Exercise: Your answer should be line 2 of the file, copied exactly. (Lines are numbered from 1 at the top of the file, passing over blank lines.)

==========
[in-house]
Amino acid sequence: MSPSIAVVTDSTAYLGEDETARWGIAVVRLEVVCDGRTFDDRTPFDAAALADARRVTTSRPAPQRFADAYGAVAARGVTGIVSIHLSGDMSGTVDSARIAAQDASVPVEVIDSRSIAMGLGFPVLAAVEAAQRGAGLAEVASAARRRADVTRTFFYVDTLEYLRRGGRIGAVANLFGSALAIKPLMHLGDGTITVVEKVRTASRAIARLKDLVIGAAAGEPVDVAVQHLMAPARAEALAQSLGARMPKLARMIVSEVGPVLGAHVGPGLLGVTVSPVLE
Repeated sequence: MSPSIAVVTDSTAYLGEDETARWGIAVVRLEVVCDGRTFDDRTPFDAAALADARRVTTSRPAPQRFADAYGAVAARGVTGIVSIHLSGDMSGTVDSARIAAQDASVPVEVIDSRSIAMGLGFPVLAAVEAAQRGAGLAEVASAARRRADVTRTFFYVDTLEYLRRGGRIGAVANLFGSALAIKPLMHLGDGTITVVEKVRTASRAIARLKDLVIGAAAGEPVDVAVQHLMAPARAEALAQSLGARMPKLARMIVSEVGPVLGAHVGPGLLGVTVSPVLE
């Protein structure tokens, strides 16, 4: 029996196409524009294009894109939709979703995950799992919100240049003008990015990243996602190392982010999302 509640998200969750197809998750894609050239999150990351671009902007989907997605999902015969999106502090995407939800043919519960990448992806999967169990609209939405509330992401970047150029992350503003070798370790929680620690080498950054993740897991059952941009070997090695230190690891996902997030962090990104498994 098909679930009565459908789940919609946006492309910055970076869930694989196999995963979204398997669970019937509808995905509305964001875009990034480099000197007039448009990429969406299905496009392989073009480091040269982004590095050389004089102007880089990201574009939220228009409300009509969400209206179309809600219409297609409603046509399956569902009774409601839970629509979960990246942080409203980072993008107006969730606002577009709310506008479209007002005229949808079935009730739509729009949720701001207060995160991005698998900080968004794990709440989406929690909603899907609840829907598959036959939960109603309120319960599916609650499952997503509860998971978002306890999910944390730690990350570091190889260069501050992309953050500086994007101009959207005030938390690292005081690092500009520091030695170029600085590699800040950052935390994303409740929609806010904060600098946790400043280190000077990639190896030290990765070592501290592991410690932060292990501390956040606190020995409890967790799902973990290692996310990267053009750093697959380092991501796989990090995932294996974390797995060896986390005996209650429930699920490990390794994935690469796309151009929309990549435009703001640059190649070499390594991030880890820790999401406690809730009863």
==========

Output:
Amino acid sequence: MSPSIAVVTDSTAYLGEDETARWGIAVVRLEVVCDGRTFDDRTPFDAAALADARRVTTSRPAPQRFADAYGAVAARGVTGIVSIHLSGDMSGTVDSARIAAQDASVPVEVIDSRSIAMGLGFPVLAAVEAAQRGAGLAEVASAARRRADVTRTFFYVDTLEYLRRGGRIGAVANLFGSALAIKPLMHLGDGTITVVEKVRTASRAIARLKDLVIGAAAGEPVDVAVQHLMAPARAEALAQSLGARMPKLARMIVSEVGPVLGAHVGPGLLGVTVSPVLE